“Thank you for leaving your homes.”
David Byrne mostly sings during his 100-minute Broadway show, American Utopia, but when he speaks, he cuts straight to it. Sure, we could have watched Byrne’s concert, now streaming on HBO, from our homes, but the thing about utopias, the Talking Heads founder seems to be suggesting, is that they are better dreamed, built, and experienced together.
Now at the St. James Theatre, American Utopia is an infectious showcase of Byrne’s decades-long career. It’s a rare treat to see a performer of Byrne’s age get to lead and command a Broadway show—at almost 70, he exudes a youthful, idealistic charm; takes lead vocals on every song; and buzzes around the theater like a bee on the first day of spring. Of course, Broadway is occasionally blessed with titanic performances from older performers—Glenda Jackson in King Lear and Jane Alexander in Grand Horizons are two recent examples. Triumphant as those performances were, what David Byrne and his American Utopia—with choreography and musical staging by Annie-B Parson—is offering is more unique, at least on Broadway: a near-nonstop concert that’s also an invitation.
In watching American Utopia’s exuberant execution and enjoyment of its own music, I couldn’t help but think of other Broadway shows—jukebox musicals—where beloved, Grammy-winning songs are similarly the main draw. Just this month I saw Tina: The Tina Turner Musical; Adrienne Warren’s Tony-winning turn as the Queen of Rock ‘n Roll is a tidal wave, but what jukebox musicals often stifle, ironically, is the music itself. In Tina, and other biomusicals that have mostly plagued instead of electrified Broadway, songs are clipped just as they might start to build, gaining steam just as they have to cut out to make room for the next Billboard-topping tune. Because of this rushed pacing, I found myself caring less about Tina’s emotional journey—and life.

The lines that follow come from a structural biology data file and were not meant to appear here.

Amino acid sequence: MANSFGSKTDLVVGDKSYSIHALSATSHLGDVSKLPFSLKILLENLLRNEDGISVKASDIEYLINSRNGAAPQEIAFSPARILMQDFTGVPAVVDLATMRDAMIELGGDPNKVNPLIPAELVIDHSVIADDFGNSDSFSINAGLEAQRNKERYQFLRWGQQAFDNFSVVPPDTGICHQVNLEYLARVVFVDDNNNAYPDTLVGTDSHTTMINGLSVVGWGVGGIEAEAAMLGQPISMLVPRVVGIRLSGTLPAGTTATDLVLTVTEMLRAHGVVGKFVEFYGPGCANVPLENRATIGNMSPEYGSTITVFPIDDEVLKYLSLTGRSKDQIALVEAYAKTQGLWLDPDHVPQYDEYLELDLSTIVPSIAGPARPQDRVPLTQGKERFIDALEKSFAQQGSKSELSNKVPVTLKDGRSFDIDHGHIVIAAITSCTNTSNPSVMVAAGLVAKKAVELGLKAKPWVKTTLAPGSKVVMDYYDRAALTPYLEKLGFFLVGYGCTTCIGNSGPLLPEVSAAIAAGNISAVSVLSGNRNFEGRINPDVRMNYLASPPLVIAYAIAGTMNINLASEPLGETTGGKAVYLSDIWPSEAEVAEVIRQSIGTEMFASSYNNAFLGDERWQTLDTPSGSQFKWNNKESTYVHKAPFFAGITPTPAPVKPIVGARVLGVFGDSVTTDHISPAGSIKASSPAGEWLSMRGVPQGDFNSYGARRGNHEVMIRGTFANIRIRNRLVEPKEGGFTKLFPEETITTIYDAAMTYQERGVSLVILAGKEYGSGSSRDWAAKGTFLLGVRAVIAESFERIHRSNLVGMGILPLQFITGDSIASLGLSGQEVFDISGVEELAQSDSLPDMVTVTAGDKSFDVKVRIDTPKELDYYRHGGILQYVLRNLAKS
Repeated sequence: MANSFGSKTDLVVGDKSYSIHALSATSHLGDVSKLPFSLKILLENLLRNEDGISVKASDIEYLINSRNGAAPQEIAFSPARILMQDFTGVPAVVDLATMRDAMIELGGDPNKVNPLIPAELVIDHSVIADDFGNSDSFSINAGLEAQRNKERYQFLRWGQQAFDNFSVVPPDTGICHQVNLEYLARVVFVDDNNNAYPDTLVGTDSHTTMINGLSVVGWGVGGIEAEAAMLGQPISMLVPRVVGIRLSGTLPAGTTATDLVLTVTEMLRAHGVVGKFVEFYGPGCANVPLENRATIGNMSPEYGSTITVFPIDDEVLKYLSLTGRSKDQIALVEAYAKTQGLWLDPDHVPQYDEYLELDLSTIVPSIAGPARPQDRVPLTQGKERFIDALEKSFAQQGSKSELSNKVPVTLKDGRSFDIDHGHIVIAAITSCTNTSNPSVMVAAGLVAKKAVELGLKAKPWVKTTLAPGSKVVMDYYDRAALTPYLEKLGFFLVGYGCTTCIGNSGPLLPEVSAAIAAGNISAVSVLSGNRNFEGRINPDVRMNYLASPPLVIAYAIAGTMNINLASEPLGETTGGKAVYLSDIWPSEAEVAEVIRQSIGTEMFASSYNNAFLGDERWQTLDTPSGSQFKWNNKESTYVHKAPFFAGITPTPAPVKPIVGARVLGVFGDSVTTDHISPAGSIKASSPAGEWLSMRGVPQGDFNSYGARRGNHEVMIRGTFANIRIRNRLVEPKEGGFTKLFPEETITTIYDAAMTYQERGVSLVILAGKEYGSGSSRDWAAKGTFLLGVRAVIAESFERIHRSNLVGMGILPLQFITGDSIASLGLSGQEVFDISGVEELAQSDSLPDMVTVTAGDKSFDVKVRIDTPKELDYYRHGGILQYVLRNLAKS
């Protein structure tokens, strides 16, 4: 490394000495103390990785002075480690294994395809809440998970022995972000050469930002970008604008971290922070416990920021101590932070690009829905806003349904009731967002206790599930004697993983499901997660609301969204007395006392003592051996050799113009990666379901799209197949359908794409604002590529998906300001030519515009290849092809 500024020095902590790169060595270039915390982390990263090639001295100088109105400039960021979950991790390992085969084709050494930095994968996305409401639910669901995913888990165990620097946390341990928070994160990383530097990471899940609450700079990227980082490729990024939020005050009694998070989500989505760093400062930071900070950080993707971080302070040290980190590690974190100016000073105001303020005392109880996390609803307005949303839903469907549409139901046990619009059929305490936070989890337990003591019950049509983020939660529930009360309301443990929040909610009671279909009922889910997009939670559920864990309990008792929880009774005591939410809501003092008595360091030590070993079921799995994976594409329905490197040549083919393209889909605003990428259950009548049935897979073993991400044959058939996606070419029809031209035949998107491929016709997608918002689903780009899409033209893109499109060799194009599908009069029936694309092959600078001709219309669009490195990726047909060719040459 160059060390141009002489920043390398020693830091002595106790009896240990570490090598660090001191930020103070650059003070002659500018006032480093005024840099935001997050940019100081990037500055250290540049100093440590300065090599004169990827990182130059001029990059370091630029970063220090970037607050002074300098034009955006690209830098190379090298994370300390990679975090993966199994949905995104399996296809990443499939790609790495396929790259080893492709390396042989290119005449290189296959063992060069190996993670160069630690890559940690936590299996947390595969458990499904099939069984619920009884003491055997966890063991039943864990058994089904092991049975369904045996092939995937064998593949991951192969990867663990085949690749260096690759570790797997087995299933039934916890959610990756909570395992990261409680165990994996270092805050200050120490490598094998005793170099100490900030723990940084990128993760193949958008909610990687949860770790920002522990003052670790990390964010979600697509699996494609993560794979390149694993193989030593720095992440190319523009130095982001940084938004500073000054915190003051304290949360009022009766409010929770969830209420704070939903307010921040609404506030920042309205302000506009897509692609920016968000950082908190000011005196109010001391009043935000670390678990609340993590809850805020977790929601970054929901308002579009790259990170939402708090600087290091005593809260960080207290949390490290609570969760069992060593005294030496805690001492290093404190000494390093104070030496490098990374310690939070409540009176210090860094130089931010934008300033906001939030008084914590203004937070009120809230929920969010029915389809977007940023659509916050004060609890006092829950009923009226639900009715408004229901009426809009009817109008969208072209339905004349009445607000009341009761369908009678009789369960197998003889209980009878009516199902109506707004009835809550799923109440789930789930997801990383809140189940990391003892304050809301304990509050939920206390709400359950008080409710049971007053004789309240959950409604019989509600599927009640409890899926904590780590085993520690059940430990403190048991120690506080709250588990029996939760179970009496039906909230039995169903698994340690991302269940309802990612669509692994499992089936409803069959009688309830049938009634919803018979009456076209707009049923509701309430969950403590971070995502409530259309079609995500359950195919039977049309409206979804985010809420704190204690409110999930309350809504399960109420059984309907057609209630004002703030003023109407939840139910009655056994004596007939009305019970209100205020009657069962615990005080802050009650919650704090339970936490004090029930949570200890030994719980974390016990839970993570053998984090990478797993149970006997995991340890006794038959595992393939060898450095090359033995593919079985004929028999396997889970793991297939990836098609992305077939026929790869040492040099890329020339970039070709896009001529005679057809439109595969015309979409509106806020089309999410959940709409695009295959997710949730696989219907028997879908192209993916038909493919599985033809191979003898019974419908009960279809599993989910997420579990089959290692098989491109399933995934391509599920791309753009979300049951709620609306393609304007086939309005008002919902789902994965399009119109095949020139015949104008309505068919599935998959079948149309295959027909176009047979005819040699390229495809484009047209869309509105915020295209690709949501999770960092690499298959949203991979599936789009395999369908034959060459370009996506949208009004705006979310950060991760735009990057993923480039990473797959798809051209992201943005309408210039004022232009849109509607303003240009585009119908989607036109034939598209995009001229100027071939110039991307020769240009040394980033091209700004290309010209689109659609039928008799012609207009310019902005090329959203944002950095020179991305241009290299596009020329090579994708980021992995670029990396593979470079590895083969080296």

American Utopia, meanwhile, wholeheartedly knows it’s a concert. The show commits itself to this medium, which means the songs are actually given a chance to breathe, accelerate, and uplift. And lift they do; the night I saw the show, audiences stood to their feet almost every other number and swayed along to Byrne’s classic songs. Sure, this is indeed a concert, but nonetheless, it is also the most animated I’ve ever seen white people in a Broadway house.
Parson’s simple choreography certainly helps in enticing audiences to groove along. Her musical staging is a lovely and natural extension of Byrne’s feel-good and world beat music. A pair of dancers (Chris Giarmo and Tendayi Kuumba) executes the flicky, unpretentious choreography while the rest of the band—a multinational and immensely talented tensome of guitarists, percussionists, and a keyboardist—bops along. The musicians move as a unit both cohesive and shaggy; this dichotomy is exemplified in their costuming, where performers are both barefoot and clad in silvery suits. Parson moves the dozen performers about deftly, making dynamic use of the bare stage, and Rob Sinclair’s lighting jives with the gentler tone of Byrne’s music, never trying to dazzle or overstimulate.
Periodically, between singing hit songs such as “This Must Be the Place” and “Once in a Lifetime,” Byrne addresses the audience, sharing anecdotes and inspirations that have led him to create the more edenic state imagined in his show’s title. Towards the end of American Utopia, he borrows and sings a song by Janelle Monáe, “Hell You Talmbout,” a charged requiem for Black lives lost due to white supremacy. In the lead-up to that number, Byrne speaks about the grown sense of empowerment he’s felt throughout our country’s racial and cultural reckoning, and how he’s activated that potential into efforts like voter registration.
All of this is done in an unforced manner that still, because of Byrne’s allure and gravitas, sparks urgency. In under two hours, Byrne shares a sliver of his own dreamed utopia, and how it might come to be. Through that generosity, he also invites us to seek and create our own.